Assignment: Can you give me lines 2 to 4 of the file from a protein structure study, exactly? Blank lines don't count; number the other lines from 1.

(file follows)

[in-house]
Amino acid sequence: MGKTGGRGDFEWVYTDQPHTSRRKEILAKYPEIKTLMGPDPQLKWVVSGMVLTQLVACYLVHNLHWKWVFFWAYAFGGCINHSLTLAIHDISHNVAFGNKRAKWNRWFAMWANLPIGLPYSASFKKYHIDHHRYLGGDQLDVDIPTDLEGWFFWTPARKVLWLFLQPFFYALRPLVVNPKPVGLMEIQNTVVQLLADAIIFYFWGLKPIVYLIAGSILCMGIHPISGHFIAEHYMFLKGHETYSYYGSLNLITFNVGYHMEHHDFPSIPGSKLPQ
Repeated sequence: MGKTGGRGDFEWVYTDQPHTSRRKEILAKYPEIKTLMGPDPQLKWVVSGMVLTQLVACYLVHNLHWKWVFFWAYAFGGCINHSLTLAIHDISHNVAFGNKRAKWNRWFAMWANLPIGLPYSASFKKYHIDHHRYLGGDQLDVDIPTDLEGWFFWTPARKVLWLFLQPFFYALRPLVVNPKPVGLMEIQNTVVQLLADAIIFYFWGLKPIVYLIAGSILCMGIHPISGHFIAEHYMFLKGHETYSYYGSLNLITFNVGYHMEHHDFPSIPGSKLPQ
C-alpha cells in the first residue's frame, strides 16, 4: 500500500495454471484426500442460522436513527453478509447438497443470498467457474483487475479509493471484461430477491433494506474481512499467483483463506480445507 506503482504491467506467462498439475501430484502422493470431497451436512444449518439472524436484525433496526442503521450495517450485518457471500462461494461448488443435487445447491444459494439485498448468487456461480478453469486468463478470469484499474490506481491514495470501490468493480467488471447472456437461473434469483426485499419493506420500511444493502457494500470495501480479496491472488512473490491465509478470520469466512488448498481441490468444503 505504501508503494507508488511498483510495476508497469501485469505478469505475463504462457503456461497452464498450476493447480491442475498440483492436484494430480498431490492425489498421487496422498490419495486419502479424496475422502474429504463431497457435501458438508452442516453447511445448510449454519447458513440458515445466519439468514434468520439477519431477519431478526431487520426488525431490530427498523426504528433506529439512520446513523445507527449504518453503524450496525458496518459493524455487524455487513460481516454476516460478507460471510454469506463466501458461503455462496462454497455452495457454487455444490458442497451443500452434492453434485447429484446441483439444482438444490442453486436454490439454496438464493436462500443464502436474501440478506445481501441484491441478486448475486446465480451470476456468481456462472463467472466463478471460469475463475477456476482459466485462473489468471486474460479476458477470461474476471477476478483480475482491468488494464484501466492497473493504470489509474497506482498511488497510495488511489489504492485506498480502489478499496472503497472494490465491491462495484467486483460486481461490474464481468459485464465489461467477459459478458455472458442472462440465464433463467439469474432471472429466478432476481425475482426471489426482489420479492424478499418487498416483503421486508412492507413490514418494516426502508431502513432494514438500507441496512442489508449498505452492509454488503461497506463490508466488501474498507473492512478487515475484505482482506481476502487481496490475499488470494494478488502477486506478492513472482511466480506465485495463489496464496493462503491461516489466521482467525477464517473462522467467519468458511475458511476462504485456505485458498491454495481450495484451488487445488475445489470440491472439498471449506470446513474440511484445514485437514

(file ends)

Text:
Amino acid sequence: MGKTGGRGDFEWVYTDQPHTSRRKEILAKYPEIKTLMGPDPQLKWVVSGMVLTQLVACYLVHNLHWKWVFFWAYAFGGCINHSLTLAIHDISHNVAFGNKRAKWNRWFAMWANLPIGLPYSASFKKYHIDHHRYLGGDQLDVDIPTDLEGWFFWTPARKVLWLFLQPFFYALRPLVVNPKPVGLMEIQNTVVQLLADAIIFYFWGLKPIVYLIAGSILCMGIHPISGHFIAEHYMFLKGHETYSYYGSLNLITFNVGYHMEHHDFPSIPGSKLPQ
Repeated sequence: MGKTGGRGDFEWVYTDQPHTSRRKEILAKYPEIKTLMGPDPQLKWVVSGMVLTQLVACYLVHNLHWKWVFFWAYAFGGCINHSLTLAIHDISHNVAFGNKRAKWNRWFAMWANLPIGLPYSASFKKYHIDHHRYLGGDQLDVDIPTDLEGWFFWTPARKVLWLFLQPFFYALRPLVVNPKPVGLMEIQNTVVQLLADAIIFYFWGLKPIVYLIAGSILCMGIHPISGHFIAEHYMFLKGHETYSYYGSLNLITFNVGYHMEHHDFPSIPGSKLPQ
C-alpha cells in the first residue's frame, strides 16, 4: 500500500495454471484426500442460522436513527453478509447438497443470498467457474483487475479509493471484461430477491433494506474481512499467483483463506480445507 506503482504491467506467462498439475501430484502422493470431497451436512444449518439472524436484525433496526442503521450495517450485518457471500462461494461448488443435487445447491444459494439485498448468487456461480478453469486468463478470469484499474490506481491514495470501490468493480467488471447472456437461473434469483426485499419493506420500511444493502457494500470495501480479496491472488512473490491465509478470520469466512488448498481441490468444503 505504501508503494507508488511498483510495476508497469501485469505478469505475463504462457503456461497452464498450476493447480491442475498440483492436484494430480498431490492425489498421487496422498490419495486419502479424496475422502474429504463431497457435501458438508452442516453447511445448510449454519447458513440458515445466519439468514434468520439477519431477519431478526431487520426488525431490530427498523426504528433506529439512520446513523445507527449504518453503524450496525458496518459493524455487524455487513460481516454476516460478507460471510454469506463466501458461503455462496462454497455452495457454487455444490458442497451443500452434492453434485447429484446441483439444482438444490442453486436454490439454496438464493436462500443464502436474501440478506445481501441484491441478486448475486446465480451470476456468481456462472463467472466463478471460469475463475477456476482459466485462473489468471486474460479476458477470461474476471477476478483480475482491468488494464484501466492497473493504470489509474497506482498511488497510495488511489489504492485506498480502489478499496472503497472494490465491491462495484467486483460486481461490474464481468459485464465489461467477459459478458455472458442472462440465464433463467439469474432471472429466478432476481425475482426471489426482489420479492424478499418487498416483503421486508412492507413490514418494516426502508431502513432494514438500507441496512442489508449498505452492509454488503461497506463490508466488501474498507473492512478487515475484505482482506481476502487481496490475499488470494494478488502477486506478492513472482511466480506465485495463489496464496493462503491461516489466521482467525477464517473462522467467519468458511475458511476462504485456505485458498491454495481450495484451488487445488475445489470440491472439498471449506470446513474440511484445514485437514